In 2014 Randy Clearwater partnered with his friend Wilfrido Justiniano and a local church to start the Huatulco Foodbank. The goal was to, in love, meet the physical needs of those in the community who could not support themselves and their families for various reasons. Initially funds came in by means of donations through the local church and the business community, as well as from expats who were made aware of the need.

In time, various fundraisers for the Foodbank started up; now, thankfully, the Foodbank is continuing to receive additional funding to help support some immediate and desperate needs via Facebook. In the past few weeks, hardworking teams have hit the ground running to make sure that as many people as possible could be served with food and basic necessities.

We are blessed to have Wilfri’s wife, Nada who because of her past work experience in the community, is well acquainted with many of the women and families in the area. Both Wilfri and Nada have huge hearts and a gift for comforting and supporting struggling people. One experience stands out in Wilfri’s mind:

One day we organized a trip to El Manantial [a small town on the on the road between Santa María Huatulco and Pluma Hidalgo]. Our friend Pedro, a Cuban volunteer and former Barcelo dancer, and I took around 25 food hampers to deliver to a group of people. When we got there, we realized that about 12 of the people had come from the mountain area called Loma Limón, walking two hours to get food for their families. They explained to us that there was no grocery store available, and because of the blockade [at the airport], there was no way to bring food from Huatulco by car to the community. So we felt so blessed to be able to put some food in their hands.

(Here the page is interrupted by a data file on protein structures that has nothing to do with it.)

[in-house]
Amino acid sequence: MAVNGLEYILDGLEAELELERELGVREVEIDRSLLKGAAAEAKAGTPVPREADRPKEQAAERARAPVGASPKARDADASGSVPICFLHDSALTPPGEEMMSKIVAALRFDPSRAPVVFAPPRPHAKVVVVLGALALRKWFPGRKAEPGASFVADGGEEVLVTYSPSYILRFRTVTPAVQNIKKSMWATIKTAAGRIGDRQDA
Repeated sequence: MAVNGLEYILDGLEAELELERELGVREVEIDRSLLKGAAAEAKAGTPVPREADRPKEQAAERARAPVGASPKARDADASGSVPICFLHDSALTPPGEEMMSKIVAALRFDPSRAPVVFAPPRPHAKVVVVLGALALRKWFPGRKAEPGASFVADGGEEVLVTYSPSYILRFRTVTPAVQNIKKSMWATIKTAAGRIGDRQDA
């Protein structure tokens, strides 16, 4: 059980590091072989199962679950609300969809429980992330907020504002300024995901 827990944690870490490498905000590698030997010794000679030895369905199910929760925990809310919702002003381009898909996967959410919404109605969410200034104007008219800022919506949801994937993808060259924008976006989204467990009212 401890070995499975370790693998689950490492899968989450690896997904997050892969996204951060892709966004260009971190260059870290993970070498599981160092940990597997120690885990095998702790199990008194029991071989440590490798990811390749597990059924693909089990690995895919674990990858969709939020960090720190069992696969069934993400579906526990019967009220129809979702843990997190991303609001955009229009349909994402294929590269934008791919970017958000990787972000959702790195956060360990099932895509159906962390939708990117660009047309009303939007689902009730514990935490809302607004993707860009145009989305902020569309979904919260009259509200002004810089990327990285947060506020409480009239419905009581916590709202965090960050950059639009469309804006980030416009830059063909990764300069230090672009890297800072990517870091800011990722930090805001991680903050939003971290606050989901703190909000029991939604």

A hearty thanks to the hands-on team working on purchasing, assembling, and delivering the food hampers. Randy Clearwater, Wilfri Justiniano, Rock Berube, and Manny Novoa have organized and distributed in excess of 640 hampers in Huatulco and the surrounding rural communities. They have been on the front line, recognizing the risks involved in this epidemic. To assist even greater numbers of people, food is also being donated to local community kitchens in the outlying areas.

Let this be an exchange for years to come, no matter the circumstances. People Helping People.

We invite you to contribute however you can. More donations always gratefully accepted. To donate, go to Facebook and search for Huatulco Foodbank:
(www.facebook.com/groups/1574782399424249/).

If you are donating from Canada, you can send an e-transfer; from the United States, use PayPal.
In either case, send your donation to rlclearwater@gmail.com.